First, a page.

many of the best, like my mother, went into the classroom.

My partner-in-song: who resurrected my music career,

     whose volcanic talent and verve make me look like a genius.

My new sister, the poet: who grew up just blocks from me,      

     a dynamo whose work reduces me to a little boy crying.

My river yes, the Passaic is a woman, coursing through my city,   

     Paterson, before vomiting its guts into Newark Bay.

     Some winters, when virgin ice dams the Great Falls,

     the Passaic stops dead for a few minutes, even hours.

     When the slightest rise in temperature splits that frigid fist, 

     ribbons of dark water foam in happy fury over a granite face.

My women are the current that pilots my life. They carry me.

They might belong to others husbands, fathers, brothers,

     sisters, children, grandchildren but they are mine, always.

That big-dreaming kid I once was, the aching relic I am now,

     whoever, whatever I may yet become

my women are to blame.


William Harry Harding has written three novels – Rainbow, Young Hart, Mill Song – and a children’s book – Alvin’s Famous No-Horse – all from Henry Holt.  The founder of Garden Oak Press, he publishes the San Diego Poetry Annual.     



by Linda Hillringhouse

for Mark Hillringhouse


We finally met at the Roma Club on Cianci Street

when Angelo behind the coffee bar was king

and the old man in the black hat, a dead ringer

for Borges, smiled as if forgiving us for transgressions

still to come, when the soccer trophies stood like centurions

among the philodendron on the window sill

and, across the street, the blue metallic door

of the laundromat looked soldered shut.



 You lived around the corner in the Essex Mills,

the artists’ housing on Van Houten, when we sat

in your loft among the books piled on the floor

like pillars and out in the back the ruins

of the Colt Mill and the Allied Textile Plant

amid the weeds and bricks and old boards

with nails so big we could see them from

the third floor, and out in the dusk two

petrified tree stumps covered in dried vines,

standing side by side as if they’d missed

their wedding day.

And scattered everywhere curls of corroded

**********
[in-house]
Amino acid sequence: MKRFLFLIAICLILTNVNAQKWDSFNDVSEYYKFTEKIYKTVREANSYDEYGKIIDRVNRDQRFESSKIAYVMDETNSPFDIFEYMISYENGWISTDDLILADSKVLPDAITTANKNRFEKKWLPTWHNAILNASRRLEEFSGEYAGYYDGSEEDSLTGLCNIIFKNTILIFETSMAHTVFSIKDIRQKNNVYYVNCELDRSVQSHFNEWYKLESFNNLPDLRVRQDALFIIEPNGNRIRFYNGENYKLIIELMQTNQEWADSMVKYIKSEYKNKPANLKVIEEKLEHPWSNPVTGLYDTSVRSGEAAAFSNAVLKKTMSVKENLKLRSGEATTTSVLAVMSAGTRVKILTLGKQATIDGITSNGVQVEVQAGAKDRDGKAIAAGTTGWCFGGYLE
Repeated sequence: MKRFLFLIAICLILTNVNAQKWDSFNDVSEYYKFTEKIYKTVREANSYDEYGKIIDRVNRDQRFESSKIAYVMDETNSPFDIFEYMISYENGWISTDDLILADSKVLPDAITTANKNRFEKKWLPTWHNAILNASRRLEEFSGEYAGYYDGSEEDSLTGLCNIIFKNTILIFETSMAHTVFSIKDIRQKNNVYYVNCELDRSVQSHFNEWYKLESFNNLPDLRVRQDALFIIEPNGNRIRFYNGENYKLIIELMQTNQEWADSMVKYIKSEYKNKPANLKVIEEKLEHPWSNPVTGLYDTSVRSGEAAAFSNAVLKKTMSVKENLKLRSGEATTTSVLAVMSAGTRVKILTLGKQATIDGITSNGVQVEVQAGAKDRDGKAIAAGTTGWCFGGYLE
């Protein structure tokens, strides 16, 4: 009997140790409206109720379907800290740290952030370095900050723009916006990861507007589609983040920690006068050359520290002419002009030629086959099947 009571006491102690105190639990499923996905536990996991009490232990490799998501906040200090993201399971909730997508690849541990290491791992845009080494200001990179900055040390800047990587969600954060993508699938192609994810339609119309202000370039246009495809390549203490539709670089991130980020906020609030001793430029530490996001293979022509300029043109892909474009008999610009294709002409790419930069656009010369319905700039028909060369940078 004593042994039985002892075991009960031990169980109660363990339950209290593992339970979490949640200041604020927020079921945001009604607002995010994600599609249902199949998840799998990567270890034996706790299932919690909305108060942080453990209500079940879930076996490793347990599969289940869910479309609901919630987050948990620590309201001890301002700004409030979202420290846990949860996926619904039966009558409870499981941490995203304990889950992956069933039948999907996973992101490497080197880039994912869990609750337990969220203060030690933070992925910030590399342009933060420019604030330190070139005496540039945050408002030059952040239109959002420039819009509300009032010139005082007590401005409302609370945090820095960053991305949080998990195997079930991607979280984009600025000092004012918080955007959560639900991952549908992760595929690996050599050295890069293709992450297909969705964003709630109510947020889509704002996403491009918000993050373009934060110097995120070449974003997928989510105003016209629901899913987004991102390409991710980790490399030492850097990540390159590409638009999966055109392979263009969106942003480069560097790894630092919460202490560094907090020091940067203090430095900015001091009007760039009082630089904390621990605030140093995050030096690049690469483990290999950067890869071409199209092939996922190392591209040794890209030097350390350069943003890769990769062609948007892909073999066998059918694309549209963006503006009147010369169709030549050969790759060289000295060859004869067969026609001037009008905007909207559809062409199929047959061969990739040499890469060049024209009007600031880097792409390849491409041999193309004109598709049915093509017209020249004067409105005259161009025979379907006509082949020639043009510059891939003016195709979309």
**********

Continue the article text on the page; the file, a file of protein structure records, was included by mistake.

metal like burned-out seedpods, rocks,

rusted coil, branches, and bottle shards

like they’d been flung to the ground

by a petulant god trying to unbuild a world,

infuriated by the marvels that remained.


 Never had there been conscious will or hope

to disinfect the wounds so vast that we lived

along the edges; never had I looked into the eyes

of someone without seeing my diminished self

but that night in the loft, the doorknobs golden                                                                                                               

as the sun went down, we looked at each other

beyond the broken things and held each other

against the failed past.                                                                                                                                                       


 And afterwards we walked up the hill

to the Great Falls, past the hydroelectric plant,

the turbines twirling like prima ballerinas,

and past the gorgeous concrete steps leading

down to the river and when we stood on the bridge

and beheld the Falls we could see Hinchliffe Stadium

where our parents had watched the car races and fireworks,

and the Falls rushed forth over the cliff as if the earth

had just begun. 


Linda Hillringhouse is a painter and poet. A self-taught artist, she has shown her work at the Newark Museum, the Paterson Museum, and the Yale School of Art, among other venues, and is included in the 20th Century Self-Taught Artists Archive Collection at the American Folk Art Museum in New York.  She is a recipient of poetry fellowships from Yaddo and the Virginia Center for the Creative Arts and recently won second place for the Pablo Neruda Prize for Poetry sponsored by Nimrod International Journal.